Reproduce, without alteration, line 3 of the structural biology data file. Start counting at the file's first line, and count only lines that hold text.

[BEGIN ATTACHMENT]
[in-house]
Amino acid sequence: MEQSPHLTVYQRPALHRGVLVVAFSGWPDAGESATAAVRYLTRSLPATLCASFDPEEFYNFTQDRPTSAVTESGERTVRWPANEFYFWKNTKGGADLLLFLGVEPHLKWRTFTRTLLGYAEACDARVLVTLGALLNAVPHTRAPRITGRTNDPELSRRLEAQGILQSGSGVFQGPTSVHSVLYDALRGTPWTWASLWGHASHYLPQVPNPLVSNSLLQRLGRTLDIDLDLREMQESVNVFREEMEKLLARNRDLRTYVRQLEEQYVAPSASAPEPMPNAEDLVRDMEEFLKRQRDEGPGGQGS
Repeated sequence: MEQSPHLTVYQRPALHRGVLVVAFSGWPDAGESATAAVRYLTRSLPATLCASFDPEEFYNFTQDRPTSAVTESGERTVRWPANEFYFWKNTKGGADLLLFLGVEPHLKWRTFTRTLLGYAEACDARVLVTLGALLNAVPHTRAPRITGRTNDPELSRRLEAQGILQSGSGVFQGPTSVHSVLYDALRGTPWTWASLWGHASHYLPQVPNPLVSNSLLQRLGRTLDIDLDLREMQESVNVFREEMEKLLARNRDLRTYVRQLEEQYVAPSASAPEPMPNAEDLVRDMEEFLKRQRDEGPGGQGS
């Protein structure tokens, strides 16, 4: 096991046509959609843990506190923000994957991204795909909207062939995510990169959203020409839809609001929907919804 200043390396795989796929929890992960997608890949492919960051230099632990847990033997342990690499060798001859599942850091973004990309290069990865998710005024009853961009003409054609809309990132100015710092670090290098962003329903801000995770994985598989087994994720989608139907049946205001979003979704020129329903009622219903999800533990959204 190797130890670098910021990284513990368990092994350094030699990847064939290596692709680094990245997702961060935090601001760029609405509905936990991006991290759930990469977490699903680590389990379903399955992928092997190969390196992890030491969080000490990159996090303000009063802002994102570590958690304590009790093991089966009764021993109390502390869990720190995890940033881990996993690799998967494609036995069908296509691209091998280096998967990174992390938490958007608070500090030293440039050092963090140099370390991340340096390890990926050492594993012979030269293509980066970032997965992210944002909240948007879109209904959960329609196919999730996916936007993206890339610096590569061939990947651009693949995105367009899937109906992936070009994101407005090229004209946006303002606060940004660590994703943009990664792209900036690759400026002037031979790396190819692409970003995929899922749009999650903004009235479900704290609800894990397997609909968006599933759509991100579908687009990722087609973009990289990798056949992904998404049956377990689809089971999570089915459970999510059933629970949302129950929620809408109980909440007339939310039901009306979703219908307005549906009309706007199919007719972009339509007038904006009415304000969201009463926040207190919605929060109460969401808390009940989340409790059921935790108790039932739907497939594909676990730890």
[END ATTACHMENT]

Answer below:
Repeated sequence: MEQSPHLTVYQRPALHRGVLVVAFSGWPDAGESATAAVRYLTRSLPATLCASFDPEEFYNFTQDRPTSAVTESGERTVRWPANEFYFWKNTKGGADLLLFLGVEPHLKWRTFTRTLLGYAEACDARVLVTLGALLNAVPHTRAPRITGRTNDPELSRRLEAQGILQSGSGVFQGPTSVHSVLYDALRGTPWTWASLWGHASHYLPQVPNPLVSNSLLQRLGRTLDIDLDLREMQESVNVFREEMEKLLARNRDLRTYVRQLEEQYVAPSASAPEPMPNAEDLVRDMEEFLKRQRDEGPGGQGS